Well, the statement is true when $H$ is a Lie subgroup of $G$, not a simple subgroup. It is enough, to this end, that $H$ is a closed subgroup of $G$.

Concerning the proof, it is technical, but the general idea can be grasped from the following heuristic reasoning. $G$ acts transitively on $M:= G/H$ by representation $G \ni g \mapsto f_g$ where $f_g : M \to M$ is defined as:

$f_g : M \ni [g'] \mapsto [g'g]$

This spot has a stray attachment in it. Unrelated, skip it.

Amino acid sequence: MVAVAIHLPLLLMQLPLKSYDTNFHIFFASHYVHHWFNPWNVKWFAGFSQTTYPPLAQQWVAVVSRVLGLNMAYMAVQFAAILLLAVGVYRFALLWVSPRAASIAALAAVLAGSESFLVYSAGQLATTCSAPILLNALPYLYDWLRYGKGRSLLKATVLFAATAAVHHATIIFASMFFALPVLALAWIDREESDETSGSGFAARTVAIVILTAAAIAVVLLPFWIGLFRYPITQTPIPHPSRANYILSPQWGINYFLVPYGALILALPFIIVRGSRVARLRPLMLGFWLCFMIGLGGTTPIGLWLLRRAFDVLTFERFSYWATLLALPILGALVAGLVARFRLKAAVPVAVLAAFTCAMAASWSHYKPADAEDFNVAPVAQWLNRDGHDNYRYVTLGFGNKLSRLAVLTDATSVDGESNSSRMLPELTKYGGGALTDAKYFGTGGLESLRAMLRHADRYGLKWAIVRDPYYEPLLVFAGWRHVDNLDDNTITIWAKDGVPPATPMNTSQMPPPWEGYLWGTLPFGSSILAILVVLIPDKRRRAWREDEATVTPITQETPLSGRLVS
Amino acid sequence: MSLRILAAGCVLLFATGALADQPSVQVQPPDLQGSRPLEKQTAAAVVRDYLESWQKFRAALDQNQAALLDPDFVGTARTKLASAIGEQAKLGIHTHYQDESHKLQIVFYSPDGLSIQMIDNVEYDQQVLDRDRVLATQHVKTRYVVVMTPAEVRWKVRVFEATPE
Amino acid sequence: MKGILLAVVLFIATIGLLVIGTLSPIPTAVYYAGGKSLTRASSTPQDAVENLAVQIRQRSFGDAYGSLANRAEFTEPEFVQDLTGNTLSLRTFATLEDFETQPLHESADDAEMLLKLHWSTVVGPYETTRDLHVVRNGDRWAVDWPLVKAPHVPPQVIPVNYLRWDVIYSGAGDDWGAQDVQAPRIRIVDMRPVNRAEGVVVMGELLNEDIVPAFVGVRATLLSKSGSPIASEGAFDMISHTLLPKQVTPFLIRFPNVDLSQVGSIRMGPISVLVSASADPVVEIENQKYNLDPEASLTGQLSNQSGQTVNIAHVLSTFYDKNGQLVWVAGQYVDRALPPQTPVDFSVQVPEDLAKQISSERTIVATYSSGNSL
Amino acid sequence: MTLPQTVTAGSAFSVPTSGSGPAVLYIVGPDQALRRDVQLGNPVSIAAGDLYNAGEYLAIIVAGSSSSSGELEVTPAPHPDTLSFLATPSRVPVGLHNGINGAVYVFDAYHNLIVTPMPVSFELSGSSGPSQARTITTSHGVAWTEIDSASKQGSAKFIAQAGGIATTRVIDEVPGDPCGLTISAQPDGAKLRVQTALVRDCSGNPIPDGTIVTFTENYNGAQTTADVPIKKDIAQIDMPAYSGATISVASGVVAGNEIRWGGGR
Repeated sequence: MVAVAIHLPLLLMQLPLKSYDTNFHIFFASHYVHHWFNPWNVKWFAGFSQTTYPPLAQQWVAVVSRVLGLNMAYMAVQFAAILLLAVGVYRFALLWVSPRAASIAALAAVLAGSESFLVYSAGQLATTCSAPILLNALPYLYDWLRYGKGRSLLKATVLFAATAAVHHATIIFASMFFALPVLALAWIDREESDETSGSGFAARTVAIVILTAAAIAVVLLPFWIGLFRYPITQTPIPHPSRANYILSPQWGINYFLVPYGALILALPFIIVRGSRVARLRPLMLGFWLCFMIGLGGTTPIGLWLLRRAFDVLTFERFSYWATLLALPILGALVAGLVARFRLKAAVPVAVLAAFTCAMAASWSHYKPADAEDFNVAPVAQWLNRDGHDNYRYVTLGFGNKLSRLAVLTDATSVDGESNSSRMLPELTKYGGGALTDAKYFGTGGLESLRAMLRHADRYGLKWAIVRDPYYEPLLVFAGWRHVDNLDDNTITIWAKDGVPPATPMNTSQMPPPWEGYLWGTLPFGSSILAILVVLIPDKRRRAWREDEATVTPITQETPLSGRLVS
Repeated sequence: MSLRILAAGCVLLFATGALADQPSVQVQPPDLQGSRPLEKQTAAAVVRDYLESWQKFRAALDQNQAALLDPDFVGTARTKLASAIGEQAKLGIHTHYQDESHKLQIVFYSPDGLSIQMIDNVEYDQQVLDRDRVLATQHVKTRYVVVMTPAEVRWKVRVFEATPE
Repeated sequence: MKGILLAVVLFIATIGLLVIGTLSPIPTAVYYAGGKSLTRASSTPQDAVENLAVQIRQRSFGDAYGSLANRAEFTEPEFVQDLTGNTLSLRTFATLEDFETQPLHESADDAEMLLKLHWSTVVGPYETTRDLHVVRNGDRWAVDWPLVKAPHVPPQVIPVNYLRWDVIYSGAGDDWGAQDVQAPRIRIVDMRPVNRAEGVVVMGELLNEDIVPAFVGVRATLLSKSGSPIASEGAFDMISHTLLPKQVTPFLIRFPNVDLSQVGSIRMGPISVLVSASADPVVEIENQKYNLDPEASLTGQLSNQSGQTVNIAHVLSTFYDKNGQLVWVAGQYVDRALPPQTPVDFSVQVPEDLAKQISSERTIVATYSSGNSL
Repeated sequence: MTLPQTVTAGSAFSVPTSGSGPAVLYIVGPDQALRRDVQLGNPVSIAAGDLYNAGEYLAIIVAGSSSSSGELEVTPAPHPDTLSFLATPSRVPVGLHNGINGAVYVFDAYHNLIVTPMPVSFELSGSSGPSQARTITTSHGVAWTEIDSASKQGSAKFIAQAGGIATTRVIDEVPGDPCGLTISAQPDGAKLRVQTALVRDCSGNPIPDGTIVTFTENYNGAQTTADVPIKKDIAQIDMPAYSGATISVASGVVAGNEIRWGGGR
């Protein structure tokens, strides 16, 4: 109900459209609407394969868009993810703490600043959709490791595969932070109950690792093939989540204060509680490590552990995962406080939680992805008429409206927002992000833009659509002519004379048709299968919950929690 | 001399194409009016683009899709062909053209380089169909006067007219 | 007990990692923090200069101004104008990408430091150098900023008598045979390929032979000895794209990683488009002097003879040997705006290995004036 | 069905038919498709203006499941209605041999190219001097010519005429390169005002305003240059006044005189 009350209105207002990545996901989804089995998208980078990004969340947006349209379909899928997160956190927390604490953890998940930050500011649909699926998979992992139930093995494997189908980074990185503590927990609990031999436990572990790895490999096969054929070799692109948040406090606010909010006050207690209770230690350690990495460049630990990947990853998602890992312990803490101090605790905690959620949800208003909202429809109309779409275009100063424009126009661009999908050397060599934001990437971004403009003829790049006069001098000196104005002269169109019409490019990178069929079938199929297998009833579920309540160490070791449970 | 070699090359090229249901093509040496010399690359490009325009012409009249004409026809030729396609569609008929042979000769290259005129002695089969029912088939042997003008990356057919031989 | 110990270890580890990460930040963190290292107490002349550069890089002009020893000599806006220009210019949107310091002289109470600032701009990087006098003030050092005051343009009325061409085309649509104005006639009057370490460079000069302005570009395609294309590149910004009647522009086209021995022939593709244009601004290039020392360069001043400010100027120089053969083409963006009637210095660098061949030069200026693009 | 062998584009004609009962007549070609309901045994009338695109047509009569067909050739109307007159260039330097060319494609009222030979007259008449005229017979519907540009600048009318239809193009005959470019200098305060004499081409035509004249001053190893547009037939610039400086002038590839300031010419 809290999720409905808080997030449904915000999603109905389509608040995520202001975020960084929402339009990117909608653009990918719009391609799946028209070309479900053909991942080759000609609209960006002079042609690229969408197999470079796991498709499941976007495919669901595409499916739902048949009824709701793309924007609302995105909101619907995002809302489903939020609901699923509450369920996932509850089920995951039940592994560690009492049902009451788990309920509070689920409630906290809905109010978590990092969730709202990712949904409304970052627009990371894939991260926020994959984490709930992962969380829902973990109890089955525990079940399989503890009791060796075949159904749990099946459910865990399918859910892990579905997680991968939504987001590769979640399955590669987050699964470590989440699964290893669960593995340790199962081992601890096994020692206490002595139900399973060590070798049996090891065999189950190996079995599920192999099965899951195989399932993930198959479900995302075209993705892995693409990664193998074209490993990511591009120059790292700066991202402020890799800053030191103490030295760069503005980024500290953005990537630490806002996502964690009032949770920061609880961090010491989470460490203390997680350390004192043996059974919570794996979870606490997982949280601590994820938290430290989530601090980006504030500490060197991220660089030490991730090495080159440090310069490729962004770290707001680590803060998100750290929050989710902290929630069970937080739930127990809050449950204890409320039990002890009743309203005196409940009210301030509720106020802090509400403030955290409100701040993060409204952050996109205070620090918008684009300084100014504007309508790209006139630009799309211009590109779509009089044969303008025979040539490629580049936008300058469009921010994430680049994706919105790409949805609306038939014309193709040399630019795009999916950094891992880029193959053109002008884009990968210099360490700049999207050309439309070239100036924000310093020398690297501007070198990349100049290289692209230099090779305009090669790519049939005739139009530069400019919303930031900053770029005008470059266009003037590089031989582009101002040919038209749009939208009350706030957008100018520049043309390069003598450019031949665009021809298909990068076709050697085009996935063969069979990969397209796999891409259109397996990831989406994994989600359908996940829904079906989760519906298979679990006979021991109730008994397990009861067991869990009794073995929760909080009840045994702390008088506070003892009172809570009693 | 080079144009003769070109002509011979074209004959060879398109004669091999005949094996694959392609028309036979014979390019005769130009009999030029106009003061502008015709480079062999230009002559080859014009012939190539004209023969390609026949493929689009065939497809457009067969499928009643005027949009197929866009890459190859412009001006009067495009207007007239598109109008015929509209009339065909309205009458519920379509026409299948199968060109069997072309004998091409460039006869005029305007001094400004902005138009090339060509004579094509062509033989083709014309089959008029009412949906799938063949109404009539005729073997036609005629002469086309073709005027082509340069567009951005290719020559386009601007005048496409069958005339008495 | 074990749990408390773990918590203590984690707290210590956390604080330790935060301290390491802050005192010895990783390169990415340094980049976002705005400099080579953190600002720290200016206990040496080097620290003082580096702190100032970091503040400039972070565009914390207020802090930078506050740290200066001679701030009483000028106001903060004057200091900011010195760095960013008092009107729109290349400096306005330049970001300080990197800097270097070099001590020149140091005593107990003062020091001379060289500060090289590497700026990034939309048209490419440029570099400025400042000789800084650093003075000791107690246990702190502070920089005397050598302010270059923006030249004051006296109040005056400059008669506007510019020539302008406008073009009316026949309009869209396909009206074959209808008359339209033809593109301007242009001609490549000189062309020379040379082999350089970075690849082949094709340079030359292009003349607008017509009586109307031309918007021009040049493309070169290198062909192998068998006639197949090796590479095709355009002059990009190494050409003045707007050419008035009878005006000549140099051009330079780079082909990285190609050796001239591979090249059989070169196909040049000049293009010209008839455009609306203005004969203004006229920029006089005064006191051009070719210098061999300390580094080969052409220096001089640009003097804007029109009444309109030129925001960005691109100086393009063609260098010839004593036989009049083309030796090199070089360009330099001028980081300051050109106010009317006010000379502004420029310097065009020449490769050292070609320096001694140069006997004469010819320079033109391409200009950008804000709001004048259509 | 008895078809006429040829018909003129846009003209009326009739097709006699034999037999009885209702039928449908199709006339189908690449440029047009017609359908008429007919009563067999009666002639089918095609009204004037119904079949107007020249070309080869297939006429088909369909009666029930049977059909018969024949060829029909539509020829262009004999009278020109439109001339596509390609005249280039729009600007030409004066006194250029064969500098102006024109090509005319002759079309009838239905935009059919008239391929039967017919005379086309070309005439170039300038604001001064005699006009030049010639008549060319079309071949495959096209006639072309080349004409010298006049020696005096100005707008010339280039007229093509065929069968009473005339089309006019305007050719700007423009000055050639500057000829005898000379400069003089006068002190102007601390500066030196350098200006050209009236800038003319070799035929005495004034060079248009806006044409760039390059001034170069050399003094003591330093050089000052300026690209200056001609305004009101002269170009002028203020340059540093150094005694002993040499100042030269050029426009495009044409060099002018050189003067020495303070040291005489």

You can easily see that $f_g= id$ if and only if $g \in H$. Therefore, if you fix $p \in M$ you can reach every other point $q$ by means of a suitable $f_g$ using as degrees of freedom the $n = dim G$ coordinates determining $g$. This can be done completely disregarding the $m= dim H$ coordinates defining elements in $H$, since they give rise to trivial actions in $M$ which leave $p$ fixed. This means that, to define a point $q$ on $M$ (starting form a fixed on $p$) you need to fix $n-m$ coordinates. Thus $M$ has dimension $n-m = dim G - dim H$.